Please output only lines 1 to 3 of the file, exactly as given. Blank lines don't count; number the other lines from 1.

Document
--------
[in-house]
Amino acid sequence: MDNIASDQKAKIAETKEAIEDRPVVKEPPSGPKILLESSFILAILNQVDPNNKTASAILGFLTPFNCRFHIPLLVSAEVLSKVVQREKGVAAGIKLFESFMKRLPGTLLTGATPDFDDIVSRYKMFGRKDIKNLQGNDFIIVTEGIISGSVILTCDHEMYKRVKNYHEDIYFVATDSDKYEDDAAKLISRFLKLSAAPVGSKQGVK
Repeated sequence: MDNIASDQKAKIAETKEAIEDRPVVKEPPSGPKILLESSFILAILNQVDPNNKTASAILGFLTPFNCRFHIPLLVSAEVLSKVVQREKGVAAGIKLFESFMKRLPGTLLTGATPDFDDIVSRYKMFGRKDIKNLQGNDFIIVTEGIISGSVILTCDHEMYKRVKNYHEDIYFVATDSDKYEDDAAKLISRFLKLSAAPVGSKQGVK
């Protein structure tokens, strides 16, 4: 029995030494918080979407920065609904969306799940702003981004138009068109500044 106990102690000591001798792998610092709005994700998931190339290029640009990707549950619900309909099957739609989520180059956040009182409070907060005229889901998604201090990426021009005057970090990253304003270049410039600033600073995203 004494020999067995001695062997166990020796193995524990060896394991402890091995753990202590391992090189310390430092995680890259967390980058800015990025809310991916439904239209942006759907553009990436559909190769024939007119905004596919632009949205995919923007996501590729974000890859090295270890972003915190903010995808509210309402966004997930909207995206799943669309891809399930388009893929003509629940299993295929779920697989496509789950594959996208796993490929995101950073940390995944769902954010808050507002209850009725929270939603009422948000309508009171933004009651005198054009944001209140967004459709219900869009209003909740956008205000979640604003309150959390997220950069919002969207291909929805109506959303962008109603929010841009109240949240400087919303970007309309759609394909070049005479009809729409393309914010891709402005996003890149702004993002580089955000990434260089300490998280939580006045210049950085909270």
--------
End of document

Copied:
[in-house]
Amino acid sequence: MDNIASDQKAKIAETKEAIEDRPVVKEPPSGPKILLESSFILAILNQVDPNNKTASAILGFLTPFNCRFHIPLLVSAEVLSKVVQREKGVAAGIKLFESFMKRLPGTLLTGATPDFDDIVSRYKMFGRKDIKNLQGNDFIIVTEGIISGSVILTCDHEMYKRVKNYHEDIYFVATDSDKYEDDAAKLISRFLKLSAAPVGSKQGVK
Repeated sequence: MDNIASDQKAKIAETKEAIEDRPVVKEPPSGPKILLESSFILAILNQVDPNNKTASAILGFLTPFNCRFHIPLLVSAEVLSKVVQREKGVAAGIKLFESFMKRLPGTLLTGATPDFDDIVSRYKMFGRKDIKNLQGNDFIIVTEGIISGSVILTCDHEMYKRVKNYHEDIYFVATDSDKYEDDAAKLISRFLKLSAAPVGSKQGVK